The Government has opened the door to the possibility of excluding small firms from automatic enrolment after inserted a clause in the Pensions Bill which allows policymakers to exempt firms if the reforms pose an “unreasonable” financial or legal risk, warns Legal & General.
Auto-enrolment has already been delayed until June 2015 for firms with fewer than 50 employees. The general election is set to take place in May 2015.
Legal & General pensions strategy director Adrian Boulding says the Pensions Bill includes a clause which could be used to scrap the auto-enrolment duty for small businesses.
Boulding was part of a three-man team which conducted a review of auto-enrolment on behalf of the Government in 2010.
He says: “When we reviewed auto-enrolment we were asked to consider whether small employers should be included or excluded.
“We made a very strong recommendation that they should be included, in particular because a number of employees will spend a large portion of their life working for a small employer and to exclude them from pensions would be seriously detrimental to their well being in retirement.
“We visited Nest as part of that review and we left convinced that the burden of using a pension scheme was in no way unreasonable for small companies.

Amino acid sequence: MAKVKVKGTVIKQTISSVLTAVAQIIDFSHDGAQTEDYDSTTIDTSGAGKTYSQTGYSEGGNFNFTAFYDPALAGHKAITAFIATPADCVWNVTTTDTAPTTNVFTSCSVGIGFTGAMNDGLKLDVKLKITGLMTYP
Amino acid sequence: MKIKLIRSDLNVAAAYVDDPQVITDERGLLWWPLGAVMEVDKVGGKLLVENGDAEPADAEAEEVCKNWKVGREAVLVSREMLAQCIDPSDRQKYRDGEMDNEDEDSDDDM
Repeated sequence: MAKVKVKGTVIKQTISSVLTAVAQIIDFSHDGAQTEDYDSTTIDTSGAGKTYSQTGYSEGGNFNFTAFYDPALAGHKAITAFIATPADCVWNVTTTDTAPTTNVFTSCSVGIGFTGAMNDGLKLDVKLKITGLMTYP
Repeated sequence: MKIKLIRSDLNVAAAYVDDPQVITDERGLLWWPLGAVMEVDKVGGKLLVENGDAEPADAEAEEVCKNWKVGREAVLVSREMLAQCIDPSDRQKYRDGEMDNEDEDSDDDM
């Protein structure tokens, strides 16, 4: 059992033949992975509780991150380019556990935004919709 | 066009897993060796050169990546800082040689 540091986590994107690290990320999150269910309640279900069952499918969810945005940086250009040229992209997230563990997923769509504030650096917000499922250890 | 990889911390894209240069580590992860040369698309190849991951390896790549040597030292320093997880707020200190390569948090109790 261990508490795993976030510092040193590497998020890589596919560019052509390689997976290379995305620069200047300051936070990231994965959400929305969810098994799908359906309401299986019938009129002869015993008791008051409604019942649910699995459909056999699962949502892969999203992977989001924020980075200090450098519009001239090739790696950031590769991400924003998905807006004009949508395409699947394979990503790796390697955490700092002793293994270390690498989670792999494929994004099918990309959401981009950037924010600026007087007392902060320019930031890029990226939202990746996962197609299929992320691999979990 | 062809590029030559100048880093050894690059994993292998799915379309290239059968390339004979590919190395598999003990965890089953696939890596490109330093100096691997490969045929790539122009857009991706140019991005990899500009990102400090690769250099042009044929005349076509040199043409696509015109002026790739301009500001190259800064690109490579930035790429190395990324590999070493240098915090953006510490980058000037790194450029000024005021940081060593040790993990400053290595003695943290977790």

“The Pensions Bill includes ‘Clause 34’, which enables the minister to exclude specific categories of employee. However, the power in the bill doesn’t say that it cannot be used to exclude small employers from the auto-enrolment duty.”
The DWP has also published a briefing paper which asks a series of questions about the potential application of Clause 34.
One of the questions the paper asks is: “Is the employer able to arrange membership of a scheme without unreasonable financial or legal risk?”
Boulding says: “This briefing paper particularly worries me. A minister could decide that for a small employer which is struggling to access financial advice, asking them to comply with auto-enrolment is unreasonable.
“This is a decision that could be made by any minister after this Bill has received Royal Assent, which is likely to be in November this year.
“Any decision like this should be debated in Parliament. For them now to sneak in a power that could allow the Government to exclude small employers is, in my view, inappropriate.”